June 7, 2017
Tips for young designers
I have been getting a few emails recently from young designers who are either looking for work or looking for tips on getting ahead in the design industry. So, I thought I would write a short list of things that have been useful for me, this list is by no means definitive.
I’m a big believer of ‘It’s not how good you are, it’s how good you want to be’. Being motivated and hard working will improve your design skills. It’s easy to be a harsh critic of your own portfolio, even to think you are not qualified to work at your favourite studio (Look up Dunning Kruger effect for more on this). Even if your work isn’t the best on offer there are other factors that employers look for. Are you hungry? Do you have a unique perspective? Do you like challenges? Could they spend 8-12 hours a day with this person? All these factors and more come in to play. Many designers have side projects, this is a good way to show you are hungry.
Stay in the loop
Design is a very dynamic industry, new work is coming out every day from top design firms, new fonts are being released, new articles come out and debates are taking place. If you want to communicate with designers who love their job you should keep up to date with what’s going on. One easy way is to follow designers you look up to on Twitter and Instagram. They will usually lead you to more designers that you might not have heard of and sometimes job opportunities. I would also recommend attending AGDA events as they are a great chance to meet people and hear from industry professionals. There’s one coming up called Shot Down – I highly recommended it – it’s on every year, it’s a great night with designers talking about rejection and how it all went wrong. Don’t worry, it happens to all of us. I will list a couple of blogs that are worth following in the bottom also.
Don’t over do it
When you are not doing the above, live a balanced life. Inspiration usually comes when you are not looking for it, so go to the movies, visit museums, go to concerts, the beach, Vivid, what ever makes you happy. You don’t want to burn out. If you can get a decent work life balance you will enjoy your work and be more productive. Also don’t forget to take holidays, bonus if it’s somewhere new – a great chance to see things from a different angle.
It’s often said that typography makes the difference between good and great design. Typography will be a key part of most design work you will do so learn as much as you can. Typography is a very broad topic also so make sure you read up on anything type related such as micro and macro typography, grids, font pairing, foundry releases etc . There is a flood of free fonts available these days, partly due to Google fonts. Most of these are worth avoiding, although not all. Typography is an investment so it’s worth having a few go to type foundries where you know the quality is good. Also, if you have an Adobe CC subscription you automatically get access to Typekit, which is a fantastic resource for type. Again, there are a few resources linked at the bottom.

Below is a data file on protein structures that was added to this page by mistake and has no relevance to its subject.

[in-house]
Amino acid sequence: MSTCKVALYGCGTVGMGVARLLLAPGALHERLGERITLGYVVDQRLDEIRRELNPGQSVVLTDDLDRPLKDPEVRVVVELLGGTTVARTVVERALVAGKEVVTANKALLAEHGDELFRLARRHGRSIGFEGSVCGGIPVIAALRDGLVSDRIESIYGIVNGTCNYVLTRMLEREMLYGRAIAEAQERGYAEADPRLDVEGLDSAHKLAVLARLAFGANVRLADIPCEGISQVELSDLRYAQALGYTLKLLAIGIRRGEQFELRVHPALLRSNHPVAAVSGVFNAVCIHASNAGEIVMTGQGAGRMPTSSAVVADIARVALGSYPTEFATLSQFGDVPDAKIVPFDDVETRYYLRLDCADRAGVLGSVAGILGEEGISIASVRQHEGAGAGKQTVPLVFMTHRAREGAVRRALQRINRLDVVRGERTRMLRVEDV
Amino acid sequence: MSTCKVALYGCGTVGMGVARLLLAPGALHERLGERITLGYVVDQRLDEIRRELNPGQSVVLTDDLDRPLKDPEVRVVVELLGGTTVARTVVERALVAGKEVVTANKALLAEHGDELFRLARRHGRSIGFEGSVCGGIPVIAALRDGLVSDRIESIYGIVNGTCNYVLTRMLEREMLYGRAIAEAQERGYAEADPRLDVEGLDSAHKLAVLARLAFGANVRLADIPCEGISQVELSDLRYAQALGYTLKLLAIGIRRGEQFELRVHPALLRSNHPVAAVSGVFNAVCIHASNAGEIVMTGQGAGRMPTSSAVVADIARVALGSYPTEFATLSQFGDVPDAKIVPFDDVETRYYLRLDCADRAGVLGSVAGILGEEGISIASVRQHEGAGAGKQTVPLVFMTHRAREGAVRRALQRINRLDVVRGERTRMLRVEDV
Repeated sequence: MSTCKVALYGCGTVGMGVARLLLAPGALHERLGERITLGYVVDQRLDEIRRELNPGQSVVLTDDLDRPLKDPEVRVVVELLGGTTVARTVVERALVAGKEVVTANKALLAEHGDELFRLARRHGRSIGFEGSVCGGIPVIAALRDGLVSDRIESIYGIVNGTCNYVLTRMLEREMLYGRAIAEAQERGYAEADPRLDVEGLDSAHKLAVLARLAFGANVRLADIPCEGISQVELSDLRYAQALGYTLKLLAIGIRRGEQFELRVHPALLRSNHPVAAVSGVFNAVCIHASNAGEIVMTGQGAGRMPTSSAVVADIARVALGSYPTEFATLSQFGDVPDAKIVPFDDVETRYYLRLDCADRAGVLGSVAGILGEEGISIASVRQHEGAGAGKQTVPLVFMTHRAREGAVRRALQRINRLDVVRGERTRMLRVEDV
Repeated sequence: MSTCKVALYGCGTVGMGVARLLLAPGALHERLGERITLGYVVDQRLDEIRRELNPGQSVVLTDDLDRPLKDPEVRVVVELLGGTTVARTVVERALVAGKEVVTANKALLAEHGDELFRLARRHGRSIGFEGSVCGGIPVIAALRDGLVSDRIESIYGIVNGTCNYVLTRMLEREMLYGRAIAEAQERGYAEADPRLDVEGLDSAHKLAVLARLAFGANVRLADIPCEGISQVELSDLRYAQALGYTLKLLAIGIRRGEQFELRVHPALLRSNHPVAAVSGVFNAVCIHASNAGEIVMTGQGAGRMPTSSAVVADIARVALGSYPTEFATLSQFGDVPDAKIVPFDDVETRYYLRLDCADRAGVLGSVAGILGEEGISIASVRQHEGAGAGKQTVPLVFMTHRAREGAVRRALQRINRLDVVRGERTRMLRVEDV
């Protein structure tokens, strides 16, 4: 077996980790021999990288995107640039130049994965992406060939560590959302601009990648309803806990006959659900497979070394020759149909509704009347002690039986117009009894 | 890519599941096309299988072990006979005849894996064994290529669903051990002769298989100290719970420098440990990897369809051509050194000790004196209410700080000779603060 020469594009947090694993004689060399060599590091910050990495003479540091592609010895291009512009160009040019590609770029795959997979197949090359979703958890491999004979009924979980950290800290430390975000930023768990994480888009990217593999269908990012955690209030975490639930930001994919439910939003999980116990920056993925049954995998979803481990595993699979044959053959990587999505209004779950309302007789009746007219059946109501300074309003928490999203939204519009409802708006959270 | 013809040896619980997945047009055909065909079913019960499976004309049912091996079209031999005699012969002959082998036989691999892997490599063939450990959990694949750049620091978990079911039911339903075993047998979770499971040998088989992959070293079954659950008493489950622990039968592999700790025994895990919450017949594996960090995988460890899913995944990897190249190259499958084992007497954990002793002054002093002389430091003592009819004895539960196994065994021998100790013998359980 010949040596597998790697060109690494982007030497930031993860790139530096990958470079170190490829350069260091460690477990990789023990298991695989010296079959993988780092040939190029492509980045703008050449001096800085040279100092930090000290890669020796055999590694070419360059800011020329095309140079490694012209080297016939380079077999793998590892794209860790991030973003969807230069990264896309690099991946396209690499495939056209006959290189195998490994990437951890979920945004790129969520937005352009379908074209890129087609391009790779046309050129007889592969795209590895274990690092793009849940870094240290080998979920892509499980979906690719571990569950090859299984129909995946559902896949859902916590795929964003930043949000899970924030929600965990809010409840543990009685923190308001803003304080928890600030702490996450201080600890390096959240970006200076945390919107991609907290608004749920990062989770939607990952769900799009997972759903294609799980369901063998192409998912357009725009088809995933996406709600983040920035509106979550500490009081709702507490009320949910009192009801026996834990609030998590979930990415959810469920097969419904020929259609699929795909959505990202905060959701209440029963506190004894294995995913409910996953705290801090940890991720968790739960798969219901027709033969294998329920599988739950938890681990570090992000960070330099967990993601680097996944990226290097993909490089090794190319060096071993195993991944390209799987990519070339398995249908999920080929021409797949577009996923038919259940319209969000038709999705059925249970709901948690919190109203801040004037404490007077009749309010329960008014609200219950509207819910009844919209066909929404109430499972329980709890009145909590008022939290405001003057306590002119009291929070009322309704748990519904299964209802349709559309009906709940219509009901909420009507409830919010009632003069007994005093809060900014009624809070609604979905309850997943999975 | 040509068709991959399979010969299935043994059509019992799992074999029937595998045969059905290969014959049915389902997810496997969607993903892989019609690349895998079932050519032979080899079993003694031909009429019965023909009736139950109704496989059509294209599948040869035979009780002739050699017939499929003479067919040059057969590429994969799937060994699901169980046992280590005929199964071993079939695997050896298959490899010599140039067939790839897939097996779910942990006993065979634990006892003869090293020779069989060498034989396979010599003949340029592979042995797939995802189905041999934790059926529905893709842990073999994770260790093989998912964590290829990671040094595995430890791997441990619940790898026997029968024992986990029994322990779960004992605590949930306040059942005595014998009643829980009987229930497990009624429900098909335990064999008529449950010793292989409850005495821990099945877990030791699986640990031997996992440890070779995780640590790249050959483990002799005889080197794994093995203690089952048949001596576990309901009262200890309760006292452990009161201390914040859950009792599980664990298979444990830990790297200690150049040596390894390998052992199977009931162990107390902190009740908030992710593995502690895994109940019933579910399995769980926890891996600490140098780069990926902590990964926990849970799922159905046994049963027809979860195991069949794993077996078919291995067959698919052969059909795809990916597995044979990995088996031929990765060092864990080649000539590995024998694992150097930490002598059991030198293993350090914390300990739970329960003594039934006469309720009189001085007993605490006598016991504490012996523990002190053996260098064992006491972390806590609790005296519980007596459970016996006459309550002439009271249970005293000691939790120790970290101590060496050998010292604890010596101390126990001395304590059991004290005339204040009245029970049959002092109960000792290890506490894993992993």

Find a mentor
If you can land a job at a great studio – one that really cares about their work – then you can learn so much from other designers. Be prepared to work hard though, long days. When you are young and don’t have kids this is easier. I never worked anywhere famous, instead I have been doing the other things mentioned here. I did however work somewhere that allowed me lots of great opportunities to work on a wide range of projects. Try to connect with other designers who you admire, they are human after all and will usually reply, if you approach them the right way. I would recommend contacting a designer like this; address them using their name, if you know it, use a little flattery – who doesn’t like that! Don’t over do it though – mentioning projects of theirs that you like or find interesting – shows it’s not just a generic email sent to three studios at once – and be honest about what you are looking for. Mentors can help guide you, they have been there and know what you are going through. I found a mentor via Twitter, kind of accidentally, he announced there was desk space in the co-working space he was. I ended up moving in and meeting him as well as other amazing designers and others who are now clients. I can’t give you a good strategy for finding a mentor but always remember to treat people as you would want to be treated.
Learn to write
I’m not a great writer, but watching my mentor has really instilled in me the power of words in design. Any design project starts with words. Words can really shape a brand and help communicate in ways visuals cannot. Writing can also help to distill an idea and communicate that idea to a client. Copywriting may not be part of your job, but learning a bit will make your job easier.
Design is filled with rejection, it’s the nature of the beast unfortunately. You will learn to take this in your stride. As cliched as this sounds you need to believe in yourself. Getting ahead ultimately is up to you. Even if you don’t land your dream job if you believe you can be a successful designer you will. Make the most of every opportunity and don’t settle for average.
Below is a short list of some resources I find useful.
The art of looking sideways – Alan Fletcher
A smile in the mind – Beryl McAlhone, David Staurt, Greg Quinton, Nick Asbury
Sorry Trees – Vince Frost